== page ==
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Vultures look for silver lining in Lusaka

CALISTUS KOLANTSHO
Vultures travel to Zambia hoping for improved fortunes
The Vultures have not had a sparkling international career, but as they fly out to Lusaka, Zambia to make their debut in the Rugby Africa Silver Cup, the Botswana national side will be looking beyond the regular dark cloud. CALISTUS KOLANTSHO takes a closer look at the team chosen to fly the country’s blue, black and white flag

The Vultures fly out to Zambia today, with their first assignment in the Silver Cup against the host nation on Sunday.

The men’s XV team held its final training camp in Jwaneng last weekend, as Botswana look to make a lasting impact on the first time out. The Vultures go into the tournament ranked 67th in the world and a good showing will see them move several notches up.

The Vultures technical team comprises virtually new comers in Seabe Gabatladiwe (head coach) and Munyaradzi Mhonda as his assistant. Both coaches have never coached 15s at this level. While experience does not equate to results, the Vultures have always delivered under coaches with plenty of experience under their belt.

Botswana Rugby Union (BRU) president, Lesedi Keekae travels to Zambia as the team manager. That would be added pressure for the new coaches, with the president close to the action. However, the role of the president, as team manager has been questioned.

The squad that has been chosen consists mostly of players who have been active for their clubs in the league campaign.

Curiously, league champions, Gaborone Hogs have one player in the team, while the second best team, BDF Cheetahs, provided the bulk of players. The majority of the squad is over 30 and are perennial travellers. It is a case of old wine in a new bottle. The forwards look quite solid, which is a positive thing for The Vultures. They however, need to master modern techniques at scrums. Oarabile Chiche is a seasoned campaigner but can he maintain the intensity at international level? May be it is about time to throw in mobile youngsters like Kabo Stoan Morobane, who has good ball carrying capabilities.

Mobility is what is needed against a team like Madagascar, which is known for their quick game. Most of the tight three struggled at various points during the league.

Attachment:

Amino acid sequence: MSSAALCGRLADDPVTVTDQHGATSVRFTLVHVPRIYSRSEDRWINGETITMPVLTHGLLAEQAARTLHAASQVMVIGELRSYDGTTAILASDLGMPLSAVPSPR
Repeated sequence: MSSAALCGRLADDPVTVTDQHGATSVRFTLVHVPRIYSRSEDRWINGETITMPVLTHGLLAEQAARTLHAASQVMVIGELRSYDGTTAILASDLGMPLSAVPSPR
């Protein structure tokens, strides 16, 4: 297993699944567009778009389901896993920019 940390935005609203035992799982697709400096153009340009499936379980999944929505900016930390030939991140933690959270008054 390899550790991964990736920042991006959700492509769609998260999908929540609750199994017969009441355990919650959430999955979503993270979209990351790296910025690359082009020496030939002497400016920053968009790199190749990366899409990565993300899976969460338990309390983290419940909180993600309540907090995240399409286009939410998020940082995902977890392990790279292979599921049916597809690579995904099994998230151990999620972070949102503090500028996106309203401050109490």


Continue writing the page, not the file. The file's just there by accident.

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They tended to either scrum across or try to pull down their opponents.

An obvious reflection of coaching at club level. The other options could be Thato Maifala and Katlego Mohutsiwa who are seasoned forwards with good techniques. The challenge is their fitness level and they hardly played the entire season. How they would fare against more solid and fitter teams like Zambia would be seen. There is hope in the loose forwards with Dent Patrick, Tafadzwa Ncube, Rambo Masalila and Ketshidile Matenanga having had a good run during the season. It would depend on how the coaches use them.

The lineouts would have been The Vultures strongest department. The team boasts of good jumpers in Eddie Ernest and Ncube. Whether the throwers would find the targets is a different question.

Coaches seem oblivious to the fact that one important skill of a hooker is to throw and the hookers that have been selected do not have that skill. The backs seem like a cut and paste job.  There is no established scrum half who can handle the pressure at that level. All the 9s included in the squad have poor defensive capabilities.

Modern scrum halves are the first line of defence from a scrum when an opposition number eight picks up the ball. The number 10s also have not shown capabilities to take the ball up. Most are ready to get rid of the ball. Kagiso Molefhi would have fitted the bill. However, he has not been played in the position regularly.

Kaelo Serojane has a good rugby brain and a solid boot, but his small body structure is his biggest letdown. Opponents would have a field day running at him. On the upside, a midfield combination of Kaelo Mogotsi and Thabang Moepi would give any opposition a headache. Moepi has shown that he is not afraid of any player.



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